Intel screwed again: CrossTalk, the vulnerability that crosses cores (not hyperthreaded threads)

Hyperthreading disabled is no longer a sure fire way to protect yourself if you’re on a older Intel architecture.

Am I affected if SMT (hyperthreading) is disabled?

Yes. Our cross-core attack does not rely on SMT. In fact, as you can see in Table 2, our attack works on an Intel Xeon E3-1220V6 (Kaby Lake) CPU which does not support SMT at all.

Mitigation on RDRAND will cost you 97% of your performance for that operation according to Phoronix:


Oh. Oh my.

Intel only applied the mitigation to harden a small number of security-critical instructions, specifically RDRAND, RDSEED, and EGETKEY (a leaf of the ENCLU instruction). This means that output from any other instruction (e.g., RDMSR) that issues offcore requests can be still leaked across CPU cores.

Oh my.

These vulnerabilities just don’t stop do they.

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Since I’ve never heard of “phoronix” (don’t judge), I went looking for a more well-known source, like ZDnet

MDS attacks target user data while in a “transient” state, as it’s being processed inside the CPU and its many data-caching systems.

More specifically, CrossTalk attacks data while it’s being processed by the CPU’s Line Fill Buffer (LBF), one of these aforementioned CPU cache systems.

According to the VUSec team, the LBF cache actually works with a previously undocumented memory “staging buffer” that is shared by all CPU cores

No information on what needs to occur for this attack to occur (ex. administrative privileges on a system, or whether a simple website can inject code onto the system and perform this attack), so I’ll hold off on worrying until more information comes out.


That should be par for the course for home users with these vulnerabilities. We normally aren’t running VMs that random people have access to and other places where this really matters.

Its actually more annoying then worrying IMO, because my CPU is actually getting slower as the microcode updates get rolled out.


At this point I’m amazed that the hardware works at all.

Given all of the hardware problems we know so far, it’s probably not that insane to assume that some of the effects of those exploits could occur on accident during normal operation… right?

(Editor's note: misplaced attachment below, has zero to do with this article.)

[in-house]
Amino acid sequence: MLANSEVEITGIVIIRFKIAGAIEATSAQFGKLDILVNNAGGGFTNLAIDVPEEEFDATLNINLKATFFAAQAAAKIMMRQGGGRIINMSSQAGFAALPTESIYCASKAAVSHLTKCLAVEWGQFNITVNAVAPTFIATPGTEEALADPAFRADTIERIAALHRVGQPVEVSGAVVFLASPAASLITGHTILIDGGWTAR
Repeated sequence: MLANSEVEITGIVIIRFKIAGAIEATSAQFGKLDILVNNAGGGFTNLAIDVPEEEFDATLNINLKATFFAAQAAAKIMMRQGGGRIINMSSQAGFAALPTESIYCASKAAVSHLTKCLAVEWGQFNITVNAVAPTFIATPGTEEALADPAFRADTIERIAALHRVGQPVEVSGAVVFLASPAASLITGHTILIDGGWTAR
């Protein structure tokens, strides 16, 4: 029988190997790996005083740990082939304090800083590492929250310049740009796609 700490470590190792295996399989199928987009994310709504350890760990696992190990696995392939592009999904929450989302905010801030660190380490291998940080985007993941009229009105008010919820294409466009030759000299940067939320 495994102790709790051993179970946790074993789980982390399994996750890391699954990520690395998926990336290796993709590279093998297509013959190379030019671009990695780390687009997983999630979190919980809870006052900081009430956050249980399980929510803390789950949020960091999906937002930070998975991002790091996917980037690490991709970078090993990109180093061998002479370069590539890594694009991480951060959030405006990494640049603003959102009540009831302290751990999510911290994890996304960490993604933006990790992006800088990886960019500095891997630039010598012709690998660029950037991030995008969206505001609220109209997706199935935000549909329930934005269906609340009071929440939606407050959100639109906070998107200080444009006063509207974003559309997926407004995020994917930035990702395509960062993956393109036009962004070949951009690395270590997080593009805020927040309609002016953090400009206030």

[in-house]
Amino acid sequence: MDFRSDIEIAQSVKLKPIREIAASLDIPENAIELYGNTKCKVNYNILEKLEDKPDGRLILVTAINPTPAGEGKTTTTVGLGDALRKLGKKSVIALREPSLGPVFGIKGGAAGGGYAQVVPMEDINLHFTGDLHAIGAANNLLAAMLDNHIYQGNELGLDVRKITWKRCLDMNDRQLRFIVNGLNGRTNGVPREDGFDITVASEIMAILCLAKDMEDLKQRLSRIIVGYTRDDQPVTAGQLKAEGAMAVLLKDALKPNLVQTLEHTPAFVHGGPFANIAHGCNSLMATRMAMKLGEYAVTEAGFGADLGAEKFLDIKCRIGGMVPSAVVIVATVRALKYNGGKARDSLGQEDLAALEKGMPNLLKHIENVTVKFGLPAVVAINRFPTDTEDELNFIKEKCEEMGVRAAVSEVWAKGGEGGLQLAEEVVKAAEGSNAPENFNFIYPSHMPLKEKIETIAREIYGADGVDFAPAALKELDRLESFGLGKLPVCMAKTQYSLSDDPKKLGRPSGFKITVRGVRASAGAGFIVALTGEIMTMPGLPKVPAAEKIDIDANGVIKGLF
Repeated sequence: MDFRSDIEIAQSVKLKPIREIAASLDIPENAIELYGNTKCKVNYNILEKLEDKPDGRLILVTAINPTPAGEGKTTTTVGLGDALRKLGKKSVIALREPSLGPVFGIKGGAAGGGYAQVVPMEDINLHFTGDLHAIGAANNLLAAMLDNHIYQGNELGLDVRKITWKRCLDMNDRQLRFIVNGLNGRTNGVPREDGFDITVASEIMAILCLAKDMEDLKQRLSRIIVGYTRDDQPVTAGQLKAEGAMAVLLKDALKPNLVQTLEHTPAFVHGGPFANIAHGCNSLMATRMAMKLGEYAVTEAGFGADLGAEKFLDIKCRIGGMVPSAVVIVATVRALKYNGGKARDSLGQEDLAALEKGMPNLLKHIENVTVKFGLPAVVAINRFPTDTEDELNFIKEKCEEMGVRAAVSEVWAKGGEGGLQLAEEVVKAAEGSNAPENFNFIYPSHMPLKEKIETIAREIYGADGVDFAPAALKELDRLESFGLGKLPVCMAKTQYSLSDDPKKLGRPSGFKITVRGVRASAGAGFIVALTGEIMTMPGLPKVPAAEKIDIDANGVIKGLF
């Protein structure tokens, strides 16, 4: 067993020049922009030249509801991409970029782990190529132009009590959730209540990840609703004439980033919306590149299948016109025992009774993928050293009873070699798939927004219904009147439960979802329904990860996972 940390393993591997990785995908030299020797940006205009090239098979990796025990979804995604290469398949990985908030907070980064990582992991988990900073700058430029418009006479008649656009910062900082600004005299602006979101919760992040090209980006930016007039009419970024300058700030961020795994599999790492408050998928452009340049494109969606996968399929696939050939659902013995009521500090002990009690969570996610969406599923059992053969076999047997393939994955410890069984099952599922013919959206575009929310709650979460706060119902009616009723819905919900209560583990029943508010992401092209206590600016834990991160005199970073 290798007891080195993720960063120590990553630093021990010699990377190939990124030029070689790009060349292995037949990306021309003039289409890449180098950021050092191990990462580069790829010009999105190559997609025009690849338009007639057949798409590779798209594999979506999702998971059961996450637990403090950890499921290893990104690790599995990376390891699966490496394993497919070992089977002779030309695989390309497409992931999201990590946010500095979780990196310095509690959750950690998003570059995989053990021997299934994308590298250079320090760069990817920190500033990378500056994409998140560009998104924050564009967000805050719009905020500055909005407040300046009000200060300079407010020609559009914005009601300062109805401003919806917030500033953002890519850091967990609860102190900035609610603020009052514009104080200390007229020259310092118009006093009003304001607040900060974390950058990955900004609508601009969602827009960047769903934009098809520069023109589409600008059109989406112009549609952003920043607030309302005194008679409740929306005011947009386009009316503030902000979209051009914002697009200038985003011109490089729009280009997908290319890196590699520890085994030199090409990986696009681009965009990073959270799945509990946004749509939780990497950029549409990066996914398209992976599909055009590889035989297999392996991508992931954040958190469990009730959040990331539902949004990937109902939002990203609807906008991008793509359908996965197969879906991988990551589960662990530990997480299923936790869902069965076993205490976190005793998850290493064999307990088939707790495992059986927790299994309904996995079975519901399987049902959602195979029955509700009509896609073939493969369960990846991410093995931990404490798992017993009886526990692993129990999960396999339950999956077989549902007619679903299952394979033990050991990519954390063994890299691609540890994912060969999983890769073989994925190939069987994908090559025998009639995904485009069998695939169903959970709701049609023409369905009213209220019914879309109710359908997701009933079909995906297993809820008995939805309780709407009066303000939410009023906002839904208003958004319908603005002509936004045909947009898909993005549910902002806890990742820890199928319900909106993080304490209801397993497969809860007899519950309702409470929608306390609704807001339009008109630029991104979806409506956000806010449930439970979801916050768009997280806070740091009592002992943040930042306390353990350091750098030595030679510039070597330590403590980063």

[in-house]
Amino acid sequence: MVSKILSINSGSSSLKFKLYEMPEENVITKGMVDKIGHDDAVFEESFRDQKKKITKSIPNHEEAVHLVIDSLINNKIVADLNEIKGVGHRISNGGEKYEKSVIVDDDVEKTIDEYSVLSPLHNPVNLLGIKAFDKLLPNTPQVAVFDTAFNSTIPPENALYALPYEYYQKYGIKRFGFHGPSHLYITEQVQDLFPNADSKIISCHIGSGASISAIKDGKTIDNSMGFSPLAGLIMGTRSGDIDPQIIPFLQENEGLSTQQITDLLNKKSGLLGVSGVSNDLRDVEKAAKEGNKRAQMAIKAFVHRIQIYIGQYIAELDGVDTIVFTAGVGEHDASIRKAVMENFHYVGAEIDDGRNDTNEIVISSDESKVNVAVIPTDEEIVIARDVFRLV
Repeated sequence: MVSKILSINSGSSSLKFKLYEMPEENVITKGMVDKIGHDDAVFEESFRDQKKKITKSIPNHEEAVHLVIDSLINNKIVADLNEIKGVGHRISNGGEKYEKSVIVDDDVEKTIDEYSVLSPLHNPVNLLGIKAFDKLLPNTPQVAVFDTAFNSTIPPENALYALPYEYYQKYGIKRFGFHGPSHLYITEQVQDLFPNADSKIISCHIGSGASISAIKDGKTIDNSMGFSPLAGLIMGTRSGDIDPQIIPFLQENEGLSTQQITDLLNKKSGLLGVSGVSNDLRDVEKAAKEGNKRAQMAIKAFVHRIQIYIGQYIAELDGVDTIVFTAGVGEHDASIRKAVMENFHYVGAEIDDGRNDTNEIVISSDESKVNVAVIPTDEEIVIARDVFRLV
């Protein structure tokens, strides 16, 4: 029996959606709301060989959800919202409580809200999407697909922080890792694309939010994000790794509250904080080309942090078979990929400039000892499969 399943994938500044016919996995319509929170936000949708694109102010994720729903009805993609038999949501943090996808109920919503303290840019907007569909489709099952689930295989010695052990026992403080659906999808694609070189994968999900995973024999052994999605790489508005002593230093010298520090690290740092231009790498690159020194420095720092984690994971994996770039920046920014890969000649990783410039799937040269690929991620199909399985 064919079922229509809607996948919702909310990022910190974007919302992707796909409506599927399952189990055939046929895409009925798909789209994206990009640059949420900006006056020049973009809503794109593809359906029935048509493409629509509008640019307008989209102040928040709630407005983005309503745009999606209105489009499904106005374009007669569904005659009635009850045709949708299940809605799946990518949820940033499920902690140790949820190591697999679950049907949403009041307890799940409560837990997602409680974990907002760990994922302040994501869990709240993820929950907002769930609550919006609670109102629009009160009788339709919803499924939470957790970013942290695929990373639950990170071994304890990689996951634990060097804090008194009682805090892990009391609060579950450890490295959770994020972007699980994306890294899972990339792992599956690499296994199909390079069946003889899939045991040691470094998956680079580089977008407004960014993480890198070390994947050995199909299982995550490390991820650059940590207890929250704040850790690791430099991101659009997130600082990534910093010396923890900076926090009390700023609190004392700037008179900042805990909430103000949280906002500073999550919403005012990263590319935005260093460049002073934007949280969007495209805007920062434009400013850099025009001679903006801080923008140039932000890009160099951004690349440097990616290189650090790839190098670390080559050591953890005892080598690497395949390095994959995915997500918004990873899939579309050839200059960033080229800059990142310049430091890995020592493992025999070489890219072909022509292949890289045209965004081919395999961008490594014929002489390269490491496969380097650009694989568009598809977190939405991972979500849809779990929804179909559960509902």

Also I bought intel based laptop ~8 months ago. I’ll have to replace it sooner than I thought if I’ll update the ucode…

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The thing that broke games on Ryzen with RDRAND will also happen on Intel with severe performance penalties for RNG requiring RDRAND.


But before you could feel fairly safe if you ran a binary of shady origins in a vm without network access, you’ll just dispose of the VM later, now you have to dispose the host OS as well.

The hell of engineers at cloud hosting companies… I feel bad for those people.


AFAIK, updated ucode can be loaded by the OS and by the BIOS/UEFI, and needs to be loaded at every boot. So bios and os updates can update the ucode.

I’m pretty sure windows includes it and loads it in without needing user interaction, and Linux definitely does if you have the ucode package, see here for arch linux, although it can also be built into the kernel.

Some of these mitigations can be disabled by the OS, but I have not looked into it very much.

Laughs in Linux news


Does this affect Intel’s 10-th generation too? I don’t have any Intel CPU in use, I’m just curious.

Fortunately my BIOS allows me to disable not just hyperthreading, but individual cores too. I’ll disable everything but the first core, problem solved.


Now where did I put my 10ghz Pentium 4…


I have noticed 3rd and 4th gen i5’s here at work have just been crippled by the past mitigations. Can’t imagine what future patches will do.

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